I liked the Rhizome that belonged to Deleuze. I could see how that worked in myself. I dodge all over the place, doing this and that, thinking about this and that, and something would get trapped in the weeds, as above, until something else came along and added to the thought, helped it grow and set out shoots and flowers. Yes. I can see how that works. I can feel it happening.

The BIG has been bugging me for a while though. I knew I wanted big work, but I was having trouble articulating it. I waved my arms about a bit…

And then, a chance conversation with fellow Stourbridge artist Helen Garbett led me to Tim Ingold. Lines. I’ve ordered the book on the strength of the paper she gave me to read.

Suddenly I am starting to grasp at the reason for BIG.

I need the lines I draw to be bigger than me. I need, like a spider with a web, to draw out the lines to see where they go when they get beyond me. I want the edges of the paper to be beyond my reach. By drawing over the edge, possibly onto the next piece, I am extending the path and the trajectory and the possibilities into uncharted territory. When I draw at this end, the other end is out of focus… I can acknowledge the leakiness of my mind and body into additional space.

When I draw it out into the third dimension with wire, the world beckons… I am exploring further. Tendrils of thought seek out something to join onto, like the growth of my cucumber plants on the windowsill. Curling three dimensional lines. Reaching out and grasping on to pull and support a new trajectory. I write lines on my page, a continuous hand written ink line… holding on to the feint-ruled line….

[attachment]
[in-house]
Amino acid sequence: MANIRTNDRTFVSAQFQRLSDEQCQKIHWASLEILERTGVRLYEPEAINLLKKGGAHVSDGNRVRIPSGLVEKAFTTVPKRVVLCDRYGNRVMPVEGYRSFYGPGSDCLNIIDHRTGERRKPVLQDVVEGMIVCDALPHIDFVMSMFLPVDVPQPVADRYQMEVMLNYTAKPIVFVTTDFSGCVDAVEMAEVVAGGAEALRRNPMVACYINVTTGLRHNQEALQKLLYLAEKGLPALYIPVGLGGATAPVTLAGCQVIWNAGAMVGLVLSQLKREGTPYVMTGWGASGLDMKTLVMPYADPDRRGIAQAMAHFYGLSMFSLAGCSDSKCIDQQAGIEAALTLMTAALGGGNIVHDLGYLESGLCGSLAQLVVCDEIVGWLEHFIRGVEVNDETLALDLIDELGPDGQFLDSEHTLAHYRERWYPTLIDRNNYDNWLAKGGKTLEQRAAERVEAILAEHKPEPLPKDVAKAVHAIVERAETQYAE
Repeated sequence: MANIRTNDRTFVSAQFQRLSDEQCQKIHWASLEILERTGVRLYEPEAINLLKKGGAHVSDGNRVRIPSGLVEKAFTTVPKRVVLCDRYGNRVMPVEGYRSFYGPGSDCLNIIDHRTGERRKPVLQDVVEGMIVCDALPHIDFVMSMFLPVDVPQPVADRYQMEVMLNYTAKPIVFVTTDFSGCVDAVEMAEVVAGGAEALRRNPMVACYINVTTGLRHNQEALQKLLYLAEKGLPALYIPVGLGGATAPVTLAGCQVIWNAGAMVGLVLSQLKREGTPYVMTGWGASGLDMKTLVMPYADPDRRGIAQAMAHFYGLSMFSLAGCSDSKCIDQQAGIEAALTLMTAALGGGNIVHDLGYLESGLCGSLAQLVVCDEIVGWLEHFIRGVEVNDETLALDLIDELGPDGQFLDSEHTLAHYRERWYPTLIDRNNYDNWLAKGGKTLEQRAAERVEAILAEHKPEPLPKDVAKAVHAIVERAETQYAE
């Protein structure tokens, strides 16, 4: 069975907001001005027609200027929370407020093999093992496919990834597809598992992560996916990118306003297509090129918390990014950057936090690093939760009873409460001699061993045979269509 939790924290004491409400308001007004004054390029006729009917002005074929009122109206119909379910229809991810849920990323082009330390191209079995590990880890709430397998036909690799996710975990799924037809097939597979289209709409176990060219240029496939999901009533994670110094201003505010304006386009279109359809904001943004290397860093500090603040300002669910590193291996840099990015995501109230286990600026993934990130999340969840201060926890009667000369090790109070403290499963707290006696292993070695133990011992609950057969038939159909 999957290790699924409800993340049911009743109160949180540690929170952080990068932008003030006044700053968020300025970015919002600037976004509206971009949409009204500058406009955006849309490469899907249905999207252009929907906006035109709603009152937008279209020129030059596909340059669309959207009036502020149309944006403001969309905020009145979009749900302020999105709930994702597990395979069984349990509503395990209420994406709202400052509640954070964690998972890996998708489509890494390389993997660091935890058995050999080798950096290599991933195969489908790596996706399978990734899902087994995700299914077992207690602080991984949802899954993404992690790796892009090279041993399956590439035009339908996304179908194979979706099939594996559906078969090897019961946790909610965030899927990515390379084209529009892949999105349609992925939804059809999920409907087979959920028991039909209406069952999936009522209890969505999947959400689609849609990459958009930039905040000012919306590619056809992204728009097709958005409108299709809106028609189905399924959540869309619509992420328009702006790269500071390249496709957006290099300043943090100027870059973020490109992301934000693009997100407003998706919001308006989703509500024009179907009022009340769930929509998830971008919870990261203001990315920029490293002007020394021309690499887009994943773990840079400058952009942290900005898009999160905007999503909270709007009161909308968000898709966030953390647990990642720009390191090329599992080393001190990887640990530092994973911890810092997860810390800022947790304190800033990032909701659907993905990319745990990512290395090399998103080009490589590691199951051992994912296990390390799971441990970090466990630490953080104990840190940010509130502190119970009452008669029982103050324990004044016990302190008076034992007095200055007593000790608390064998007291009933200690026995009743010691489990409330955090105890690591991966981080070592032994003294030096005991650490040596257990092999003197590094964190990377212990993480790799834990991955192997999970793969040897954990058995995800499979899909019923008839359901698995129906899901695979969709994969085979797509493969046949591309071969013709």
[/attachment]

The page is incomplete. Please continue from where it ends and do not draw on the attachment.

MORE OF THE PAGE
I had contained my terrified thoughts on small sketchbook pages. But those thoughts were seeds. They have begun to germinate now. I can look further. My terrified thoughts are still inside me, but I’ve begun to stretch them out to find something to grab onto.

The materials I am using have changed slightly, and the things I draw have changed accordingly. My thoughts still linger on the cause and effect. One person on one person, one ink line on one piece of paper. But then where?

Out.


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I’ve been talking today about leaving space.